Ubi Maior - Card 67
COLONNADE OF ST. PETER’S SQUARE
In 1655 Fabio Chigi became Pope with the name of Alexander VII. As an art collector and amateur of architecture, on the same day of his election he summoned the great Baroque sculptor and architect Gian Lorenzo Bernini to discuss a project that was particularly important to him: the construction of the Colonnade of St. Peter’s, which was intended to be so solemn and monumental as to arouse devotion and emotional involvement in the audience.
The Pope and the artist were almost the same age and they esteemed each other: they worked together on the project, creating a very elegant portico, similar to those that would have been found in Ancient Rome. The façade conceived a few years earlier by Carlo Maderno and considered too “flat” would finally have been preceded by a monumental stage.
The effort was titanic: eleven years of work (1656-1667), thousands of workers employed and 44,000 cubic meters of travertine, transported from Tivoli (30 km from Rome) by land and pulled by horses and bulls along the banks of the Tiber River.
Bernini designed an oval square, closed by two semicircular colonnaded porticoes to materialize the embrace of the Church to the faithful, but also (as Bernini himself said) “to the heretics to reunite them to the Church and to the infidels to enlighten them to the true faith“.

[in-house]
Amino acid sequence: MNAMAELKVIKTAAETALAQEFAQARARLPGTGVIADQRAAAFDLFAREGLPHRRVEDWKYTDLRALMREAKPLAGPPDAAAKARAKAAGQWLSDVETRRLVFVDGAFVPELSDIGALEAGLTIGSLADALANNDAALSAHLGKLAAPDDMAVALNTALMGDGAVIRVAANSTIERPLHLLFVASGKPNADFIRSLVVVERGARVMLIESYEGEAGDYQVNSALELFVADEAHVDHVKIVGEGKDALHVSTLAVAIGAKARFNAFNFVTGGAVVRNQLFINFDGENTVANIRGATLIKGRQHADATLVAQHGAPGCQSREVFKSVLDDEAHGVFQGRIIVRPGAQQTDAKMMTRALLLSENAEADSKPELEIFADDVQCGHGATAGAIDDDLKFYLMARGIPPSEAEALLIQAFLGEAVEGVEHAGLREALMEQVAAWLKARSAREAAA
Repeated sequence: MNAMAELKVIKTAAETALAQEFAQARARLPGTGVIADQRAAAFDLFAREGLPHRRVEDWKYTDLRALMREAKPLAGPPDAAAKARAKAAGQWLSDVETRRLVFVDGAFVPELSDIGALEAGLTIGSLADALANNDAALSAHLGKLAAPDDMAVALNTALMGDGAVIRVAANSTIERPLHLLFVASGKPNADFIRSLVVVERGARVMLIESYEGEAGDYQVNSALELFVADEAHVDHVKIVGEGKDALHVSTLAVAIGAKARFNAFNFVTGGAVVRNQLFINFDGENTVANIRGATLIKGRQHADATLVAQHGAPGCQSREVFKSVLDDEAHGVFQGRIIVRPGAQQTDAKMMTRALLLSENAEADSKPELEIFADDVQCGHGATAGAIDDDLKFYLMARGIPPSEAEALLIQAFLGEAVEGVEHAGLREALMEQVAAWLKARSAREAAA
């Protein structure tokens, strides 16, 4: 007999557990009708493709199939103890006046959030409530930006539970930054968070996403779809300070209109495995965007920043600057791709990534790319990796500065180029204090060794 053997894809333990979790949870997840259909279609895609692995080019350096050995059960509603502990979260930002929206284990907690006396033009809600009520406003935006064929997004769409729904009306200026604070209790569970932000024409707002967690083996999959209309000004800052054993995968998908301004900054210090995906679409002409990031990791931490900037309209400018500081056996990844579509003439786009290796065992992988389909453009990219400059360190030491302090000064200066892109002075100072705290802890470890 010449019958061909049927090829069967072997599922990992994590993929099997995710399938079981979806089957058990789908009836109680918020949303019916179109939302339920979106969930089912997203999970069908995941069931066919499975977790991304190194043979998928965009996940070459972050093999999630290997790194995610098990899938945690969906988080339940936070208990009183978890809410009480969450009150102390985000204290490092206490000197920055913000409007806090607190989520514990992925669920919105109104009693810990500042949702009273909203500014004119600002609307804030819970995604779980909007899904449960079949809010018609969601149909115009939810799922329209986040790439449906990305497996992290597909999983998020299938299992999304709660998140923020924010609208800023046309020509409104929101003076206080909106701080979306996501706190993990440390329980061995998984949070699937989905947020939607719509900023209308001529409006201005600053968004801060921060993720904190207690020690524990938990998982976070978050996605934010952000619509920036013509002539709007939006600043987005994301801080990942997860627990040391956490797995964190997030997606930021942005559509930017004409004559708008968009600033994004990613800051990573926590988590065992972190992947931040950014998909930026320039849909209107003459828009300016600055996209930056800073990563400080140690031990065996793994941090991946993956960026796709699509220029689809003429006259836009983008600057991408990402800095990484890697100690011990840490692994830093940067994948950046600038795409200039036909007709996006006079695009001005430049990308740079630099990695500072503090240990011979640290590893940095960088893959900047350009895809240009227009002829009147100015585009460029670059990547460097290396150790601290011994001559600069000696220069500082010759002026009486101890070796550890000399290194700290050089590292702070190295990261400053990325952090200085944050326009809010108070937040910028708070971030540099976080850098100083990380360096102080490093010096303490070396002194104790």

The colonnade of Doric order was erected by Bernini in grandiose and monumental forms, with 284 columns 16 meters high, arranged to create three parallel rows: the diameter of the columns gradually increased outward to correct the distortion of proportions given by the distancing. The colonnade was crowned by the coats of arms of Pope Alexander VII and by 140 statues of Saints more than three meters high, sculpted by Bernini’s students.
In order to amaze the spectators with his architectural precision, Bernini placed on the floor of the square, between the obelisk and the two lateral fountains, two stone disks with the words “center of the colonnade“ written on them: they were the two foci of the ellipse, so that whoever stood on them could see the four rows of columns perfectly aligned, as if they were one.